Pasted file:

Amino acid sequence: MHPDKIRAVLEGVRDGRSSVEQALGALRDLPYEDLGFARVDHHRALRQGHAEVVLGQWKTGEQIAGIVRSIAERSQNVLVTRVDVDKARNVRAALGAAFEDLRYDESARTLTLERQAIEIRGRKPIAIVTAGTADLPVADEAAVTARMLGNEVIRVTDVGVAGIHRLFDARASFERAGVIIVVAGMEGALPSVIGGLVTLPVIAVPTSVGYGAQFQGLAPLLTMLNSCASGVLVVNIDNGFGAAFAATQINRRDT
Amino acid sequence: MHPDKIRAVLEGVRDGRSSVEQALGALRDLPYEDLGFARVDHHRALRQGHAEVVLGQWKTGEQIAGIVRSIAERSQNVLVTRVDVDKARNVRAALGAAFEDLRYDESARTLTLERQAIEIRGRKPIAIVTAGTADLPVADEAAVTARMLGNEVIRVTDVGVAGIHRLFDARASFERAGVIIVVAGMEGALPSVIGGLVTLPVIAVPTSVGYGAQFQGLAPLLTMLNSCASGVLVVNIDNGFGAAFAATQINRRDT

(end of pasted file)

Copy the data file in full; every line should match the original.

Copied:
Amino acid sequence: MHPDKIRAVLEGVRDGRSSVEQALGALRDLPYEDLGFARVDHHRALRQGHAEVVLGQWKTGEQIAGIVRSIAERSQNVLVTRVDVDKARNVRAALGAAFEDLRYDESARTLTLERQAIEIRGRKPIAIVTAGTADLPVADEAAVTARMLGNEVIRVTDVGVAGIHRLFDARASFERAGVIIVVAGMEGALPSVIGGLVTLPVIAVPTSVGYGAQFQGLAPLLTMLNSCASGVLVVNIDNGFGAAFAATQINRRDT
Amino acid sequence: MHPDKIRAVLEGVRDGRSSVEQALGALRDLPYEDLGFARVDHHRALRQGHAEVVLGQWKTGEQIAGIVRSIAERSQNVLVTRVDVDKARNVRAALGAAFEDLRYDESARTLTLERQAIEIRGRKPIAIVTAGTADLPVADEAAVTARMLGNEVIRVTDVGVAGIHRLFDARASFERAGVIIVVAGMEGALPSVIGGLVTLPVIAVPTSVGYGAQFQGLAPLLTMLNSCASGVLVVNIDNGFGAAFAATQINRRDT